And our evolutionary history is also replete with periods of scarcity, so we all carry the shadows of those times, in our ability to compete hard if the context calls for it.

    And it does seem reasonably probable that we will be able to develop technologies to effectively mitigate the risks of any such time of scarcity occurring again in our future (and absolute certainty does not seem to be available to any in a world with the sorts of fundamental complexity and uncertainty that do in fact appear to be aspects of this reality we find ourselves in). And such a context makes it possible to cooperate with everyone (provided we have effective strategies for removing cheats, at every level).

    Yes, there are many senses in which the entire finance sector can be though of as a cheating strategy, a cancer on the body politic of humanity, and that applies to the systems, not necessarily to the people present within those systems (though certainly some of them have been conscious of the cheating nature of the strategy sets they were using, I suspect that number is actually quite small as a percentage of the total number of people involved). And that is becoming less possible to claim as this awareness spreads.

    The much deeper issue, is that markets generally are based in exchange, and exchange values are based in scarcity, and fully automated technology allows us to eliminate scarcity.

    So we are now at the point that technology will shortly allow us to eliminate scarcity, but that would break the economic systems we have at present.

    Scarcity (markets and money) has to go.
    universally available automated systems really does change everything.
    How we manage that transition is the key issue of our age.

    It seems that in the broader strategic sense, there are an infinite class of possible strategies that could work.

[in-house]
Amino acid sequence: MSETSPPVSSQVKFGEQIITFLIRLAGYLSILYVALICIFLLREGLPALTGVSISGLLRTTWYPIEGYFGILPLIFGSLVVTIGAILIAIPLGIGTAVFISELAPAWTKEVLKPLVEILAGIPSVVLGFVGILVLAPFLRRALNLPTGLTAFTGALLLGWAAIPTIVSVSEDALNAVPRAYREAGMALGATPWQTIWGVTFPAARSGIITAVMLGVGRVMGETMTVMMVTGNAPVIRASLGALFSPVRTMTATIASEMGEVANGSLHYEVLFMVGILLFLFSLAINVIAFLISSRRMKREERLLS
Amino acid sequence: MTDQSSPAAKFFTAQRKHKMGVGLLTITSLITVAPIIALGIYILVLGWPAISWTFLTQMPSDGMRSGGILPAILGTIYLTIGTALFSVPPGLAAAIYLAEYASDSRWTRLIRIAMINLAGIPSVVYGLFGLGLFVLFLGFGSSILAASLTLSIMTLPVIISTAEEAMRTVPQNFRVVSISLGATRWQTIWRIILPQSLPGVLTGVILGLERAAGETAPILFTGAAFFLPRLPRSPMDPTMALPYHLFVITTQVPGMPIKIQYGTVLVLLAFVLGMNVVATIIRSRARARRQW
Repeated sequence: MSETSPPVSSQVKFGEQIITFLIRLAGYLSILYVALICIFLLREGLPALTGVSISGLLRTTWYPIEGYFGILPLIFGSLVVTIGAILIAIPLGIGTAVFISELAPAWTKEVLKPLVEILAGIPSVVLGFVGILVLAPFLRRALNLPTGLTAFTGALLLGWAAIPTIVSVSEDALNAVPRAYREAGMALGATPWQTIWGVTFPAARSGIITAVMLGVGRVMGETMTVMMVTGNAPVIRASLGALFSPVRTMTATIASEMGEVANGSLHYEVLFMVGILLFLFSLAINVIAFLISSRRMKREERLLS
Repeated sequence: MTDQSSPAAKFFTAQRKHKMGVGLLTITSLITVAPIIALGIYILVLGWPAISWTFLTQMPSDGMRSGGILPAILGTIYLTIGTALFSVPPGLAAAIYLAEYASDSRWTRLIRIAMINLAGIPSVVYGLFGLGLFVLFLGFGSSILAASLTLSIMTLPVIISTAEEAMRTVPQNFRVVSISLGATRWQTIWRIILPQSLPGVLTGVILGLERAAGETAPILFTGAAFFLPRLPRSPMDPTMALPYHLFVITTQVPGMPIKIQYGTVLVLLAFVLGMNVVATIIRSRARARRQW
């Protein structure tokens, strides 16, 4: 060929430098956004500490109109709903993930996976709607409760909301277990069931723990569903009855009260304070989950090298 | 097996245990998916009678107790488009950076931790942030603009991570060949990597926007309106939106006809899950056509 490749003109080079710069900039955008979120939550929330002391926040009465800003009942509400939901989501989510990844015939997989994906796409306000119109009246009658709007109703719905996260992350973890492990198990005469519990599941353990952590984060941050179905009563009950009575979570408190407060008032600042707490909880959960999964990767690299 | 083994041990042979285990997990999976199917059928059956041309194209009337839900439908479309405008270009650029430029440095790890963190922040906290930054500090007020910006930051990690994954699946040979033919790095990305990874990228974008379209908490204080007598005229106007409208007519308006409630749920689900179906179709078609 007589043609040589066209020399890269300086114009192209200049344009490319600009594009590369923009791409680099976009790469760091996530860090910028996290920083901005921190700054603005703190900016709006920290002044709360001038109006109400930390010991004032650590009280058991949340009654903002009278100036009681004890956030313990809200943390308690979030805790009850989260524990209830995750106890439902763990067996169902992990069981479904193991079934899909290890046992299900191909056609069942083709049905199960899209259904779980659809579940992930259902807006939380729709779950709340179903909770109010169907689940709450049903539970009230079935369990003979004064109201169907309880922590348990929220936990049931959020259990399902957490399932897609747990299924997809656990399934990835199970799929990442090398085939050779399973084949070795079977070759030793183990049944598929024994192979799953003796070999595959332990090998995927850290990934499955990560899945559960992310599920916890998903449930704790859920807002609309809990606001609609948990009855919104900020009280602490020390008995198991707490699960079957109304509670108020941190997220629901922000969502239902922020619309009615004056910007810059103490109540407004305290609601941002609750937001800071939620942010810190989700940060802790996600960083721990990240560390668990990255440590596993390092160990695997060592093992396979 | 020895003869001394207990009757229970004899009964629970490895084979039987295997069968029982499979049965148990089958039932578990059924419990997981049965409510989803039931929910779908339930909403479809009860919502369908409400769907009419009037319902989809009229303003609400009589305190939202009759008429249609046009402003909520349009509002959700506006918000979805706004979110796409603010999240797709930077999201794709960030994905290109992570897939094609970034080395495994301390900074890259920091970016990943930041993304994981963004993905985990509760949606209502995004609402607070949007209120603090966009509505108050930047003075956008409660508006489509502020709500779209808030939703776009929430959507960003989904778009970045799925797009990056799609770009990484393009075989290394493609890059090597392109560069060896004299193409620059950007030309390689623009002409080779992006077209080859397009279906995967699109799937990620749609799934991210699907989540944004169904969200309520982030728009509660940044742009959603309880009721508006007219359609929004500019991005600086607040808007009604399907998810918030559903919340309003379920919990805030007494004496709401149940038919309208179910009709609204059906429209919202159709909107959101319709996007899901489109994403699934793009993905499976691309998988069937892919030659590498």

It would seem that risk mitigation would encourage us to sample as broad a set as possible, and accept the exponentially expanding diversity that must result from any free exploration of any infinity.

    So yes – finance has had its day, and yes there may have been some conscious cheating, and for the most part, no.

    And we need to move past money and markets, and into the realm of universal abundance, and develop new models of what it means to be free individuals, within a context of social and ecological responsibility.

  • Sanction systems which may be informal as well as formal, e.g. state contract enforcement and statutory positive law, have served to justify the moral indignation or other reactions to disaster due to neglect or chicanery. However, the more typical sanction in everyday life is ‘anger’ which becomes diffuse and nonspecific – any target will do for any reason especially those unrelated to empirical reality in the legal or canonical sense. Others are scapegoated by one’s mood. Scapegoating is the basis of all moral/religious systems where the practice of projecting one’s own guilt onto others and vilifying them is the accepted form of sociality! People have their conceptual systems, their essences, before existents, before real actions or behavior occur. Social reality is a mud-slinging affair, not a cooperative or peaceful co-existence. Competition penetrates social life far more than cooperation, unless you consider some limitation on treachery and corruption cooperation!!